RESULTS Frontier Newsletter No.14 Mar.2001

Introduction of the research results in the FRSGC
In the FRONTIER Newsletter, we introduce research results of the FRSGC upon occasion. This time, we introduce an example of research results contributed by a researcher, Dr. Swadhin K. Behera, and co-author, Program Director, Dr. Toshio Yamagata, of the Climate Variations Research Program.

Subtropical dipole mode events in the Indian Ocean

Swadhin Behera(Climate Variations Research Program) and Toshio Yamagata(Program Director,Climate Variations Research Program)

Fig. 1a
Composite of SST and wind anomalies for January-March of the six strong positive subtropical dipole events during 1968, 1974, 1976, 1981,1982 and 1993. SST anomalies are derived from GISST data and wind anomalies are derived from NCEP-NCAR reanalysis data.

Climate variability in the Pacific-Indian sector has potential societal impact on the large human population living in the surrounding regions.

One of the major goals of the Climate Variation Research Program is thus to identify new and emerging climate signals in this sector. Such a pursuit of scientific endeavor in the ever increasing world of climate research is extremely challenging. In 1999, we discovered the coupled ocean-atmosphere phenomenon in the tropical Indian Ocean. This well-known Indian Ocean Dipole ever since its discovery has drawn much attention from the researchers world-wide.

In continuing our pursuit for unraveling the nature's mysteries, we recently discovered another independent climate signal in the southern Indian Ocean. In a recent article (Behera and Yamagata; GRL, 2001) we describe this climate signal as the subtropical dipole mode events that generally evolve during the austral summer with opposite polarity in the SST anomalies of the subtropical region. The evolution of SST anomalies during subtropical dipole events is found to be linked with the strengthening/weakening of the atmospheric subtropical high normally observed in the sea level pressure.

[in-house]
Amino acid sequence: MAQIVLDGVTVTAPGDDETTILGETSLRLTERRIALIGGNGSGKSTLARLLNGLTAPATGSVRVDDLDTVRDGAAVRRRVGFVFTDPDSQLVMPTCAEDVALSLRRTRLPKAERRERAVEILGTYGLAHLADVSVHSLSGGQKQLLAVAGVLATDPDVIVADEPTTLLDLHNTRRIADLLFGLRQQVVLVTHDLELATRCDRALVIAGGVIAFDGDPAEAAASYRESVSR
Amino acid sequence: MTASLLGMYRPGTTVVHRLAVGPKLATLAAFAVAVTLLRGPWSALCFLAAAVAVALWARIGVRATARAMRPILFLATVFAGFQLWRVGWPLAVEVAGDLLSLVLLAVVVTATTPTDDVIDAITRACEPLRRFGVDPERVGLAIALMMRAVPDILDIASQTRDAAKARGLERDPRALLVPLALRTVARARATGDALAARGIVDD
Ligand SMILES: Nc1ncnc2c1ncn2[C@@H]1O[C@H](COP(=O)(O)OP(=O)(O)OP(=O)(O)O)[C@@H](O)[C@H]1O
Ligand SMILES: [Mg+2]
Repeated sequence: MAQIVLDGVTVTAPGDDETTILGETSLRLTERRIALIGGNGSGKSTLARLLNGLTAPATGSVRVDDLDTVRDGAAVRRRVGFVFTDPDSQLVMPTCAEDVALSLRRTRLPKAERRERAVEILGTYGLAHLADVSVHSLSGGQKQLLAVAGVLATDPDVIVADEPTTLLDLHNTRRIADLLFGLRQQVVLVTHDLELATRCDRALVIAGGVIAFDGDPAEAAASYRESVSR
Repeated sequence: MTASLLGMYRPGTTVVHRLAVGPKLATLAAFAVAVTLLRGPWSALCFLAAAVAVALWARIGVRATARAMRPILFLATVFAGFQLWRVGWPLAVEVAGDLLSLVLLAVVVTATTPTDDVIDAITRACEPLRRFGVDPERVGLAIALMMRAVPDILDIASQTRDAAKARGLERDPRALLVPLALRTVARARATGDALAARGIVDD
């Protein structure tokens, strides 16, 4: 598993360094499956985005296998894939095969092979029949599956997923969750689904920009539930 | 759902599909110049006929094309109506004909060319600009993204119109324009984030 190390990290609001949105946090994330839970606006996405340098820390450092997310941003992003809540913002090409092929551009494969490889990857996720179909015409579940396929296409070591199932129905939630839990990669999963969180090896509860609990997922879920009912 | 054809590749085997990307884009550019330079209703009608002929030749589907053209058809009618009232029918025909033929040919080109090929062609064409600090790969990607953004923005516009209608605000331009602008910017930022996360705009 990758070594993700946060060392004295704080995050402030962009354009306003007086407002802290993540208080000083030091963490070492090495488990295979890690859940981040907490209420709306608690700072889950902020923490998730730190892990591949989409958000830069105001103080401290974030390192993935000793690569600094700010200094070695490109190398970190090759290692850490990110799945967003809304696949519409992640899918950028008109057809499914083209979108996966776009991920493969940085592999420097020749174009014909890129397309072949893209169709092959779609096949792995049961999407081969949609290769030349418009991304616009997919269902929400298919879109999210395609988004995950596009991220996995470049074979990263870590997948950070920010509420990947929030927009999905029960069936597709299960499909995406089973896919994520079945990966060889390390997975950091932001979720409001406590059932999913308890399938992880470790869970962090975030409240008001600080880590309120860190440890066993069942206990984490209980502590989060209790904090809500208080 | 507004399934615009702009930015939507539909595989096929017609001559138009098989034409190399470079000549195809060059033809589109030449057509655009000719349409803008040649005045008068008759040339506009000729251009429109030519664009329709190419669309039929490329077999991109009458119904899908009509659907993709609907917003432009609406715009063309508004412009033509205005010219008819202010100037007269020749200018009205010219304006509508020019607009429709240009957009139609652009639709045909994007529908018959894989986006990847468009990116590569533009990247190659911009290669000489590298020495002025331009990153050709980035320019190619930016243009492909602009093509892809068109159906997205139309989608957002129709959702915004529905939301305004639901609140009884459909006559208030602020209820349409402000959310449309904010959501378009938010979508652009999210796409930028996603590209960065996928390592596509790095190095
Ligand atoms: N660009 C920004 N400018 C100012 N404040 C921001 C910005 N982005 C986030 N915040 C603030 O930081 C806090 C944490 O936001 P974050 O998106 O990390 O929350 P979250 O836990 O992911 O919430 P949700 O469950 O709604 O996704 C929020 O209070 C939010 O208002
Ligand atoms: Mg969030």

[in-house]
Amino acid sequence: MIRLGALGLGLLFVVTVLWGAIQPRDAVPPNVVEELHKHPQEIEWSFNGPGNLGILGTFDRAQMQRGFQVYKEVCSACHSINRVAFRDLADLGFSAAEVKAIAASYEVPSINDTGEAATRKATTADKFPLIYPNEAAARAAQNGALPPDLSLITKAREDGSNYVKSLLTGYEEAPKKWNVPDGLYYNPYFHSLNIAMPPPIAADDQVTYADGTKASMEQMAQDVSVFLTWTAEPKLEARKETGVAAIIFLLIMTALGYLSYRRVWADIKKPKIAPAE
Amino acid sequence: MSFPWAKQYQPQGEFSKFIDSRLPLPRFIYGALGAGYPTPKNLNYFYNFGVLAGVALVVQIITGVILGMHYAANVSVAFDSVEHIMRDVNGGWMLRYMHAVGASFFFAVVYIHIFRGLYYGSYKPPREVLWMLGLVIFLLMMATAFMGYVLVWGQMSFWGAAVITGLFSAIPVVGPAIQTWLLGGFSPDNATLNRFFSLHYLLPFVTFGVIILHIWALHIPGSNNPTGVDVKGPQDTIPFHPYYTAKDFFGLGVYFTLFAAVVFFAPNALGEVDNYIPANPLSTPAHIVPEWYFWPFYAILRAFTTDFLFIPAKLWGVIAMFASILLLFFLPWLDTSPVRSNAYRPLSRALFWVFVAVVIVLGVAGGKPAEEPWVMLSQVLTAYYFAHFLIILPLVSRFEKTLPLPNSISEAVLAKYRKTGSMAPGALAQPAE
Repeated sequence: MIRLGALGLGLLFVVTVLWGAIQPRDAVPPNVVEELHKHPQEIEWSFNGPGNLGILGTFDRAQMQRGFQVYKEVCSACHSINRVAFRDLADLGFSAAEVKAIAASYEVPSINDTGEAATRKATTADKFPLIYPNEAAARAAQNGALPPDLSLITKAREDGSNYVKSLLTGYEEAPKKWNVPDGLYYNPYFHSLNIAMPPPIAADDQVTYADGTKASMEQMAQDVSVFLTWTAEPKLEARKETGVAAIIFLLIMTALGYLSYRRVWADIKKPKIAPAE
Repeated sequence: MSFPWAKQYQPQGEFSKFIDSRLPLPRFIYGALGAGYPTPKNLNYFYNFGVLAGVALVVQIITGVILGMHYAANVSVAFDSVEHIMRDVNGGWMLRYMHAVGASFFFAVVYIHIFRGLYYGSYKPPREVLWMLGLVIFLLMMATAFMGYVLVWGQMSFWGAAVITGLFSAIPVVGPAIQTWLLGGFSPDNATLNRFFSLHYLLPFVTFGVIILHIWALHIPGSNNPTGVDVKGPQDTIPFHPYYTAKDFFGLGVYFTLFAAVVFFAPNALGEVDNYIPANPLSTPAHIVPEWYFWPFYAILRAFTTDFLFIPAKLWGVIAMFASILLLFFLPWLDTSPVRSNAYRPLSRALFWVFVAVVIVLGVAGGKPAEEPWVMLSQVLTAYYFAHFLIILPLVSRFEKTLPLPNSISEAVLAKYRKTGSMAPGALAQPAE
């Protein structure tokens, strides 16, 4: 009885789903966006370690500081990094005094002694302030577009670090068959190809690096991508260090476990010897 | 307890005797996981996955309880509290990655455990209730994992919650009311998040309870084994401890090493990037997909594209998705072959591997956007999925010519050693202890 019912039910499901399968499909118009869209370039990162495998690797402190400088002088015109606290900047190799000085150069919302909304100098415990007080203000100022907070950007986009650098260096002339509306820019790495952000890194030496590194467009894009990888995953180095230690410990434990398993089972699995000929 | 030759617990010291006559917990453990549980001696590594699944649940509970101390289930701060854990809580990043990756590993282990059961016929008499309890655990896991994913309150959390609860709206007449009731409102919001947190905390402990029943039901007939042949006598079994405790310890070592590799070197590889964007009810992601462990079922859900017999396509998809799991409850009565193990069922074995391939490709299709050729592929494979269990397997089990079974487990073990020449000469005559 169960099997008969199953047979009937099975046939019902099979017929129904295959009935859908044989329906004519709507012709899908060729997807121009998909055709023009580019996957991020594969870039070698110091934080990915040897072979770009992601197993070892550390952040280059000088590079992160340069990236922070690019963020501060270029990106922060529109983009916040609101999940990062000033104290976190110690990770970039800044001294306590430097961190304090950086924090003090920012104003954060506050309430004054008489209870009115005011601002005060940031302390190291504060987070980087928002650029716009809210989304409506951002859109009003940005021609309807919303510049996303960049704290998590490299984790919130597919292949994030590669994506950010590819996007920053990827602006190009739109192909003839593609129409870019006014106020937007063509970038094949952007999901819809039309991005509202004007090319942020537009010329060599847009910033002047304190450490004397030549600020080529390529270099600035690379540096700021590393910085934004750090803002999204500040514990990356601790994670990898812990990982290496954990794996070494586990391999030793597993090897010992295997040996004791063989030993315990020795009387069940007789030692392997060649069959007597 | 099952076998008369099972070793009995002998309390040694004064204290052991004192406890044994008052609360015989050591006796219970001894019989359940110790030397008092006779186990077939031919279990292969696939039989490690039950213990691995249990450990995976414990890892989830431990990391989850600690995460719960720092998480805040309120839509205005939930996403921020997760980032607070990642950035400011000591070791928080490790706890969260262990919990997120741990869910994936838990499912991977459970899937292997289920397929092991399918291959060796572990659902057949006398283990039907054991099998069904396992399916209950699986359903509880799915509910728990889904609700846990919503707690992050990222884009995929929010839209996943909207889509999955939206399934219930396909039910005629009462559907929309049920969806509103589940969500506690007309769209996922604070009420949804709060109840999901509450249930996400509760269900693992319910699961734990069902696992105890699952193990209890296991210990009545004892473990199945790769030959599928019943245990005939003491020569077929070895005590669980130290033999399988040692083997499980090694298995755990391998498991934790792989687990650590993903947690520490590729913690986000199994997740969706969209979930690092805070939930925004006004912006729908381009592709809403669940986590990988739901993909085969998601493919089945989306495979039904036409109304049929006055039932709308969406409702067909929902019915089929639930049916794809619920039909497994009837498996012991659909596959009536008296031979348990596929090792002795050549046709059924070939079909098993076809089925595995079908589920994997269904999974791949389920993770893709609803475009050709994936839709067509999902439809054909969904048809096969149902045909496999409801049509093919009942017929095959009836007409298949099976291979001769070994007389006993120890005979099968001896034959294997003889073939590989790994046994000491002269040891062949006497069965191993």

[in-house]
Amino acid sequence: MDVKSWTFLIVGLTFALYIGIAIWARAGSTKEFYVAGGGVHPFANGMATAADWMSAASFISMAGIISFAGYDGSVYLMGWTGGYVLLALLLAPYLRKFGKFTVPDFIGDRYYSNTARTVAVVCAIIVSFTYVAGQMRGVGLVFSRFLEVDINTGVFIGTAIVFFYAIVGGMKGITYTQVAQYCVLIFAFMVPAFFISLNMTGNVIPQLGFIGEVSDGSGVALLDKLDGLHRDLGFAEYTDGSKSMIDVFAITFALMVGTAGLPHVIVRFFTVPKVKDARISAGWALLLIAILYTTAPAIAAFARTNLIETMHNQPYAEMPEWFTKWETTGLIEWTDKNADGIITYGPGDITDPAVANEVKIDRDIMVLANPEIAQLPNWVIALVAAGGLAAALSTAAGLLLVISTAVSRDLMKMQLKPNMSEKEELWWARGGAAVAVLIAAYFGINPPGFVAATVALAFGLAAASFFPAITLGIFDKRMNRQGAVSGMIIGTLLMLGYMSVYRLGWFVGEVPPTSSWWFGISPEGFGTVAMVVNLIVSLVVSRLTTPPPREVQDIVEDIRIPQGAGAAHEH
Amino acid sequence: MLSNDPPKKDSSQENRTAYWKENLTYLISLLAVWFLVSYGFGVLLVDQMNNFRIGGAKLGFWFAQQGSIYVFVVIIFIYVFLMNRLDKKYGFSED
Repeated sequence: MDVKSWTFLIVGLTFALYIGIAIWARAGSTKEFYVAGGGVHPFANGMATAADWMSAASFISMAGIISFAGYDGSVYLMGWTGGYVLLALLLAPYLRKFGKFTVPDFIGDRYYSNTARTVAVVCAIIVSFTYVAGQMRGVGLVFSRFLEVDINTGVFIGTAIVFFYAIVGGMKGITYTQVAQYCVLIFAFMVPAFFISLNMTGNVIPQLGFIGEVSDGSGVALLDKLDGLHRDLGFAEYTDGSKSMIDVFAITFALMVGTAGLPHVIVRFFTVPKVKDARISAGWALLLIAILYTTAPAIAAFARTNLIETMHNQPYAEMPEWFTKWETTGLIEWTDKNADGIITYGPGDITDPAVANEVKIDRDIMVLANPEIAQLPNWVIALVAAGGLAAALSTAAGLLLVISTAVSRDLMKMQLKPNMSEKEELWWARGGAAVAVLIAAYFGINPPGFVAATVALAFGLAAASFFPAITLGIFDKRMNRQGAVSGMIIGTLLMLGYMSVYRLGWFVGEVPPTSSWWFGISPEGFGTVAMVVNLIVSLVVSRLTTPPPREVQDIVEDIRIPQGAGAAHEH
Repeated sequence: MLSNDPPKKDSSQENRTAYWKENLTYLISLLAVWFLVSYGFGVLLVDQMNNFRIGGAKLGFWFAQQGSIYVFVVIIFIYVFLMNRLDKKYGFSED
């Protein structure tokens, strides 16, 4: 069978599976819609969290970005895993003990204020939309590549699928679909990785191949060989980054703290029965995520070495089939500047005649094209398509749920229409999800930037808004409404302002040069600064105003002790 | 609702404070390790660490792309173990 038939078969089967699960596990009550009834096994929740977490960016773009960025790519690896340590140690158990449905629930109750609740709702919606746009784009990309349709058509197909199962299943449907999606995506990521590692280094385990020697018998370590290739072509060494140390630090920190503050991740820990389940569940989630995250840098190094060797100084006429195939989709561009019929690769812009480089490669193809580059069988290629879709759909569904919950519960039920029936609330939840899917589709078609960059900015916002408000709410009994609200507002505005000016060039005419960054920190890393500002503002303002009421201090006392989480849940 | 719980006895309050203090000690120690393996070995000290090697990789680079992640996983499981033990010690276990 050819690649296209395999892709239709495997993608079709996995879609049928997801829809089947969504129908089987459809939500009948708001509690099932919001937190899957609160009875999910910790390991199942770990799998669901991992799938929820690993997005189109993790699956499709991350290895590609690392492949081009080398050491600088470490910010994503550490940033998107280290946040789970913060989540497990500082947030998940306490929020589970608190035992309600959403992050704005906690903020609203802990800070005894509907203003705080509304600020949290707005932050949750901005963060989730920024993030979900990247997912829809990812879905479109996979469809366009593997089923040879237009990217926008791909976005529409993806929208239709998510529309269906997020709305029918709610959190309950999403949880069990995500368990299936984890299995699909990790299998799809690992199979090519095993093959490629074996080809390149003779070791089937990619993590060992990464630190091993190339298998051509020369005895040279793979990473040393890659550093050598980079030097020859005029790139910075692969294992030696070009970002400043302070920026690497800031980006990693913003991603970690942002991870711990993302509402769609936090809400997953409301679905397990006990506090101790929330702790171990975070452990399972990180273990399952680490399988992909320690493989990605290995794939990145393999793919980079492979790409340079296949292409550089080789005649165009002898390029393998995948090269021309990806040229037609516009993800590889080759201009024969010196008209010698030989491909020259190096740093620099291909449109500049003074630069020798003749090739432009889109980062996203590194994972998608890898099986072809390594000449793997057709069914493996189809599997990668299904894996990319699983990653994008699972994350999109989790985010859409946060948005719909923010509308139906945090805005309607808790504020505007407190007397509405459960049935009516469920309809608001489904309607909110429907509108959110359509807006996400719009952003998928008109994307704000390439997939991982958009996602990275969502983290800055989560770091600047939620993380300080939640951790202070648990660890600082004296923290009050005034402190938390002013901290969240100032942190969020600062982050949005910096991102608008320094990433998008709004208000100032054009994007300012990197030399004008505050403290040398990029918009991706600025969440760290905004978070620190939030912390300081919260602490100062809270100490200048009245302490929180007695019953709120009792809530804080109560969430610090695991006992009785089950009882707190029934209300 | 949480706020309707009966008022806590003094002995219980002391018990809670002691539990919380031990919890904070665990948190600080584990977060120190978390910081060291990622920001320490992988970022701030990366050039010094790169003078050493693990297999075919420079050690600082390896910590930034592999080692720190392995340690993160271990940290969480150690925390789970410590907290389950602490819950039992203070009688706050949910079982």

In a positive dipole event, which is associated with above normal rainfall in many parts of southern Africa, the subtropical high is strengthened along with the strengthening and westward shift of the west coast trough observed in the western Australia during summer. The resultant stronger than normal winds off the coast of Australia cause cooling of SST in the southeastern part (Fig. 1a) mainly through the enhanced evaporation.

Fig. 1b Same as Fig. 1a but for the anomalies of the coupled general circulation model.

On the other hand reduced evaporation due to reduced wind speed allows increased influx from the atmosphere thus warming the southwestern part. The increased moisture advection from the southeastern part by the stronger easterlies then helps in the enhanced convective activity over southern Africa.

Though changes in heat fluxes could contribute significantly, those changes can not explain completely the SST anomalies associated with the subtropical dipole. This suggests the role of ocean dynamics and mixed layer processes in the evolution of the SST anomalies. However such an investigation is difficult in the southern Indian Ocean because of data sparseness. Fortunately, the subtropical dipole is remarkably well simulated in a coupled ocean-atmosphere general circulation model (Fig. 1b).

In a cooperative research with Dr. Matsuura and Mr. Iizuka (also affiliated with the Frontier Research System for Global Change) of the National Research Institution for Earth Science and Disaster Prevention, we are now investigating the role of oceanic processes in the formation of anomalous SST by analyzing subsurface data from the coupled model simulation.

Fig. 2 SST and wind anomalies for January-March for the year 1981.

The subtropical dipole mode in the Indian Ocean is generally accompanied by similar dipole mode events in the subtropical southern Atlantic and Pacific Oceans, for example during February of 1981 (Fig. 2).

Using the coupled model results and the NCEP-NCAR reanalysis data, we are also analyzing the possible connections among the dipole mode events in three basins. Understanding such processes will not only increase our knowledge of the otherwise less understood climate variability in the Southern Ocean but also enhance predictability of our complex climate system.

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